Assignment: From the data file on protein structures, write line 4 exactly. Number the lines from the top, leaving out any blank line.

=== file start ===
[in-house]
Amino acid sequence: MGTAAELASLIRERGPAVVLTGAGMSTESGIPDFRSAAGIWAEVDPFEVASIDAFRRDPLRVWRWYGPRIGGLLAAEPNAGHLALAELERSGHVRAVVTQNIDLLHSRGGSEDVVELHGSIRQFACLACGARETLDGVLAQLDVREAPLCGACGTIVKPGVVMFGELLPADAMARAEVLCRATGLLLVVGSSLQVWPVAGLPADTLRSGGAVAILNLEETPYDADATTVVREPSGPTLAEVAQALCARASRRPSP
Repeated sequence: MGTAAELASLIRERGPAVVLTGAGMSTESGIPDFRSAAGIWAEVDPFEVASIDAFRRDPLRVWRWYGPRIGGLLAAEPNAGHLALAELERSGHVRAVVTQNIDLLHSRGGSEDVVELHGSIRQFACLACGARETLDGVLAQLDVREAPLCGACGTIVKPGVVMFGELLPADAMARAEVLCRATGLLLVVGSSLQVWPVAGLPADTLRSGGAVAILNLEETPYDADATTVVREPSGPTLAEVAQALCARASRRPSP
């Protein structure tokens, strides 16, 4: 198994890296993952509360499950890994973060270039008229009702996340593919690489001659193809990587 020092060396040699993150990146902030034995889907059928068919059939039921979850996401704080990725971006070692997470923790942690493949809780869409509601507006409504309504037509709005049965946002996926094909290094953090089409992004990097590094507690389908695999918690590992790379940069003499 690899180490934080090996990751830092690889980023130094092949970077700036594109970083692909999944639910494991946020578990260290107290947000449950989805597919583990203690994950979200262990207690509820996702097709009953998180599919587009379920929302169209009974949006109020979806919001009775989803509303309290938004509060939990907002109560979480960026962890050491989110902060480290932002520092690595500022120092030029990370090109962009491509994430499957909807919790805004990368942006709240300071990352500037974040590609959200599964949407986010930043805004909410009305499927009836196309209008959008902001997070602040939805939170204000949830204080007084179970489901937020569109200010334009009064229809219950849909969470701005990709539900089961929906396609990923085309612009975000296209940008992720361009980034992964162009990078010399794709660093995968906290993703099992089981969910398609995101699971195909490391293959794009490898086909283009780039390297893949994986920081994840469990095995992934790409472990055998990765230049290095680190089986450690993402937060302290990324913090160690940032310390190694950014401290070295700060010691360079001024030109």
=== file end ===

């Protein structure tokens, strides 16, 4: 198994890296993952509360499950890994973060270039008229009702996340593919690489001659193809990587 020092060396040699993150990146902030034995889907059928068919059939039921979850996401704080990725971006070692997470923790942690493949809780869409509601507006409504309504037509709005049965946002996926094909290094953090089409992004990097590094507690389908695999918690590992790379940069003499 690899180490934080090996990751830092690889980023130094092949970077700036594109970083692909999944639910494991946020578990260290107290947000449950989805597919583990203690994950979200262990207690509820996702097709009953998180599919587009379920929302169209009974949006109020979806919001009775989803509303309290938004509060939990907002109560979480960026962890050491989110902060480290932002520092690595500022120092030029990370090109962009491509994430499957909807919790805004990368942006709240300071990352500037974040590609959200599964949407986010930043805004909410009305499927009836196309209008959008902001997070602040939805939170204000949830204080007084179970489901937020569109200010334009009064229809219950849909969470701005990709539900089961929906396609990923085309612009975000296209940008992720361009980034992964162009990078010399794709660093995968906290993703099992089981969910398609995101699971195909490391293959794009490898086909283009780039390297893949994986920081994840469990095995992934790409472990055998990765230049290095680190089986450690993402937060302290990324913090160690940032310390190694950014401290070295700060010691360079001024030109």